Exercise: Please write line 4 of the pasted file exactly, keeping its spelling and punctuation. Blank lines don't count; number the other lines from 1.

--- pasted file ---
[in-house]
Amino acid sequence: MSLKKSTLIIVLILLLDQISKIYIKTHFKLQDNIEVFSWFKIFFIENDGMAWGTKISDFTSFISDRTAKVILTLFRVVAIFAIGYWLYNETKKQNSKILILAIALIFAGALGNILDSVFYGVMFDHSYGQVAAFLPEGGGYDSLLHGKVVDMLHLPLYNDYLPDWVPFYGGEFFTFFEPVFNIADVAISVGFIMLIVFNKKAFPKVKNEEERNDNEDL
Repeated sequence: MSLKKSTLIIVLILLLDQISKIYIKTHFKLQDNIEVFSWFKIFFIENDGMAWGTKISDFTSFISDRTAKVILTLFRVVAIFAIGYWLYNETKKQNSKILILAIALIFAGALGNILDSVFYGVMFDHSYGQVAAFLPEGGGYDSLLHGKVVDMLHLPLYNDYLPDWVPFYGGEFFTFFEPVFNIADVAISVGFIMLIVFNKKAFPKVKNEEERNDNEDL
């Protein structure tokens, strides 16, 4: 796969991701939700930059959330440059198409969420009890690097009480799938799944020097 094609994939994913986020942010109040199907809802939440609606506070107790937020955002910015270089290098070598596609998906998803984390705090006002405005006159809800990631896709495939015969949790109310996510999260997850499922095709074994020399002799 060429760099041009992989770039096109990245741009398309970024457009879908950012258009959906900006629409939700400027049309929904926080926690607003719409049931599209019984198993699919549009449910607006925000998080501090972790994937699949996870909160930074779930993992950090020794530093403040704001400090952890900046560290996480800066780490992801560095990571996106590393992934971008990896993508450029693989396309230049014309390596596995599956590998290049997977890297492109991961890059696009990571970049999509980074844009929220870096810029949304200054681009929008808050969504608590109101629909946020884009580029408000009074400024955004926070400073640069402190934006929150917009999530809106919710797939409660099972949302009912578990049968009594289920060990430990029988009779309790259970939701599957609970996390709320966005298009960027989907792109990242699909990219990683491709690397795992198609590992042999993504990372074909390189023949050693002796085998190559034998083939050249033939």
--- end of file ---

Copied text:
């Protein structure tokens, strides 16, 4: 796969991701939700930059959330440059198409969420009890690097009480799938799944020097 094609994939994913986020942010109040199907809802939440609606506070107790937020955002910015270089290098070598596609998906998803984390705090006002405005006159809800990631896709495939015969949790109310996510999260997850499922095709074994020399002799 060429760099041009992989770039096109990245741009398309970024457009879908950012258009959906900006629409939700400027049309929904926080926690607003719409049931599209019984198993699919549009449910607006925000998080501090972790994937699949996870909160930074779930993992950090020794530093403040704001400090952890900046560290996480800066780490992801560095990571996106590393992934971008990896993508450029693989396309230049014309390596596995599956590998290049997977890297492109991961890059696009990571970049999509980074844009929220870096810029949304200054681009929008808050969504608590109101629909946020884009580029408000009074400024955004926070400073640069402190934006929150917009999530809106919710797939409660099972949302009912578990049968009594289920060990430990029988009779309790259970939701599957609970996390709320966005298009960027989907792109990242699909990219990683491709690397795992198609590992042999993504990372074909390189023949050693002796085998190559034998083939050249033939």